Help bathroom refit – No bath?

by Readers Question

10:15 AM, 5th May 2015
About 4 years ago

Help bathroom refit – No bath?

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Help bathroom refit – No bath?

I am letting a small one bed house and the bathroom needs replacing. It is very small so I was thinking of replacing the bath with walk in shower cubicle and floor to ceiling tiling.

Do you think a bathroom with no bath would put people off renting

Thanks

Johnbath



Comments

Martin Rdg

12:00 PM, 5th May 2015
About 4 years ago

I find that professional tenants prefer showers and always remove baths when renovating a bathroom but I do install a good quality shower.

Peter Johnson

12:22 PM, 5th May 2015
About 4 years ago

Hi,

I had a similar situation and was renting to a family with 4 children and mother but I went for the largest shower cubicle I could fit and that worked fine, I had no problem but as previous post said I went for a good quality shower

Dr Rosalind Beck

13:23 PM, 5th May 2015
About 4 years ago

As much as I love a bath myself, I am reliably informed that most people don't care and prefer a shower. If it was a 'family house' I would always leave a bath in as I think getting rid of it devalues the house, but for a one bed house I would think it is fine - especially if you are letting it long term. When you come to re-sell you could always put a bath back in if that was what the sales market dictated.

Joe Bloggs

15:10 PM, 5th May 2015
About 4 years ago

most tilers dont tile shower areas properly and leaks result. tiles must be fully bedded in waterproof adhesive on render or aqua panels, NOT plasterboard or gypsum plaster.

John Walker

16:31 PM, 5th May 2015
About 4 years ago

I have several one-bedroomed flats with only showers. No trouble with leaks through tiling if well bedded in w/proof adhesive and w/proof grout on 12mm. plasterboard, but do use plastic beading at corners and around wall/shower tray junction. I would reiterate previous comments about using good quality showers plus enclosures with doors rather than curtains.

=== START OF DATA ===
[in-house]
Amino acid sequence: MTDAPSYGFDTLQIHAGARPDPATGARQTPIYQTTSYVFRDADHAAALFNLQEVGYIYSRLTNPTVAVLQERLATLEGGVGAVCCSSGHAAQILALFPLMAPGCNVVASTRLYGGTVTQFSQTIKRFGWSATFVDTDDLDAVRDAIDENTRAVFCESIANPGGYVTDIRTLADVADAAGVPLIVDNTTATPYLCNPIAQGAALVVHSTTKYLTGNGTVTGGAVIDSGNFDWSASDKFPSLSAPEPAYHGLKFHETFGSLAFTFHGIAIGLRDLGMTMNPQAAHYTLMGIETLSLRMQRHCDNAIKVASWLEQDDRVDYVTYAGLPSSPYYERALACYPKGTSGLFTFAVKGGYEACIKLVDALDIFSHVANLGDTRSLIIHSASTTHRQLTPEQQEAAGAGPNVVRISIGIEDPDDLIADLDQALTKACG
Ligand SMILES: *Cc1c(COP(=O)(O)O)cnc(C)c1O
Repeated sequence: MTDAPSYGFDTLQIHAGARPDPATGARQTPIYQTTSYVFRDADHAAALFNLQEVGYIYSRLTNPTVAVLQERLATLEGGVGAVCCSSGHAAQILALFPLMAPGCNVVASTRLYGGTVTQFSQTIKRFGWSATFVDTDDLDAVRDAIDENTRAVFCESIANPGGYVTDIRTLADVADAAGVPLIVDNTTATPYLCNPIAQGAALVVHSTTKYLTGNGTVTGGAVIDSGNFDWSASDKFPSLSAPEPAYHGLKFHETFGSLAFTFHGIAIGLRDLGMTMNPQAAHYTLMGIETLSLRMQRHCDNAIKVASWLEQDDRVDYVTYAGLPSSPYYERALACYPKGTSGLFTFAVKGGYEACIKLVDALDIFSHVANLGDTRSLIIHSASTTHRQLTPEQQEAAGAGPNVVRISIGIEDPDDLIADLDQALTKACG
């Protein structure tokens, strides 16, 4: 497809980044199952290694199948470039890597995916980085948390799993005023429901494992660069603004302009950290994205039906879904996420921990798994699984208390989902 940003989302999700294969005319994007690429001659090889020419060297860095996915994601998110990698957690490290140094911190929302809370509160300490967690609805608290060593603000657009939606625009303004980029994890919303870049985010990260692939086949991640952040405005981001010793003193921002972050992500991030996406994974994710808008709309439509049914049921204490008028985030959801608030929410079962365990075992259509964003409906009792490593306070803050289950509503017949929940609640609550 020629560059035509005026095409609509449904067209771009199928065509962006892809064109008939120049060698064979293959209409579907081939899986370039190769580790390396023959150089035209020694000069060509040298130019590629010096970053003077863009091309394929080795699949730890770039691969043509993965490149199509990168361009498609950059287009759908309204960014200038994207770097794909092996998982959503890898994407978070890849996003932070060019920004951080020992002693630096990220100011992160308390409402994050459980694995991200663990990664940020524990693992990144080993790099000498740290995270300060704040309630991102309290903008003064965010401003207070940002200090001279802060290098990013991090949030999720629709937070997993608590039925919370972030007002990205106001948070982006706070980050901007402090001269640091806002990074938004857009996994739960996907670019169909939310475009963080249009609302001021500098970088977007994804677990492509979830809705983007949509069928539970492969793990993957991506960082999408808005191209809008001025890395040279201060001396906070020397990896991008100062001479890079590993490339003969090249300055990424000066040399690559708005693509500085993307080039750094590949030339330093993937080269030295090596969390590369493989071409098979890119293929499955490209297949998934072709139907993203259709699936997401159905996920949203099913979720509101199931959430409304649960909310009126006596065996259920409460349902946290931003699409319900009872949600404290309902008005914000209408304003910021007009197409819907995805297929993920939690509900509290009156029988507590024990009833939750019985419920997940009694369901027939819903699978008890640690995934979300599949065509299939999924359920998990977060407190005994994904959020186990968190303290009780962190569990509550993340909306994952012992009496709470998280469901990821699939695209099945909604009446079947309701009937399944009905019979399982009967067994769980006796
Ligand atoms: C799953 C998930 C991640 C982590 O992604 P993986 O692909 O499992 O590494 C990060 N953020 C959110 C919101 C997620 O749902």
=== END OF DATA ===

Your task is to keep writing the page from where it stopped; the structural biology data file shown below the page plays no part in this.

Michael Barnes

19:14 PM, 5th May 2015
About 4 years ago

Reply to the comment left by "Joe Bloggs" at "05/05/2015 - 15:10":

Based on my tiling training and experience, I believe that there is no such thing as a "waterproof adhesive"; they are "water resistant" which means "water may penetrate but the adhesive will not deteriorate".

Therefore what is needed is application of a "tanking" system before tiling.
"tanking" is essentially a waterproof coating that is painted on to the walls and floor

Joe Bloggs

20:00 PM, 5th May 2015
About 4 years ago

Reply to the comment left by "Michael Barnes" at "05/05/2015 - 19:14":

there you go:
http://www.wickes.co.uk/Wickes-Waterproof-Wall-Tile-Adhesive-15L/p/166351

not too difficult to find!

the tiles are in effect the 'tanking'. however, for the tiles to be sound long term, they need the correct substrate which i have already explained.

if the tiling and substrate are correct there is no need for any substrate 'tanking'.

Joe Bloggs

20:13 PM, 5th May 2015
About 4 years ago

Reply to the comment left by "John Walker" at "05/05/2015 - 16:31":

funny.

we have mr walker advocating a substrate of plasterboard which is far from waterproof (in fact easily damaged by water) and will flex if studs too far apart thus causing grout to crack.

on the other hand we have mr barnes advocating 'tanking'.

well thats a wide range of diametrically opposite viewpoints in just 2 posts!

Jonathan Clarke

1:41 AM, 6th May 2015
About 4 years ago

I personally would keep the bath and put shower over it.
You have the best of both worlds then
.

John Walker

16:02 PM, 6th May 2015
About 4 years ago

Reply to the comment left by "Michael Barnes" at "05/05/2015 - 19:14":

in reply to previous posts, in my former home I had no trouble with tiling on plasterboard in 23 years, one of these showers was in use daily by myself, and in my current home no problems after 18 months. The flats rented out could potentially offer more of a problem, but after 30 years none have arisen. Admittedly the studs are not over-spanned, but a second layer of 12mm. plasterboard may well overcome this problem if the studs are secure and sound.

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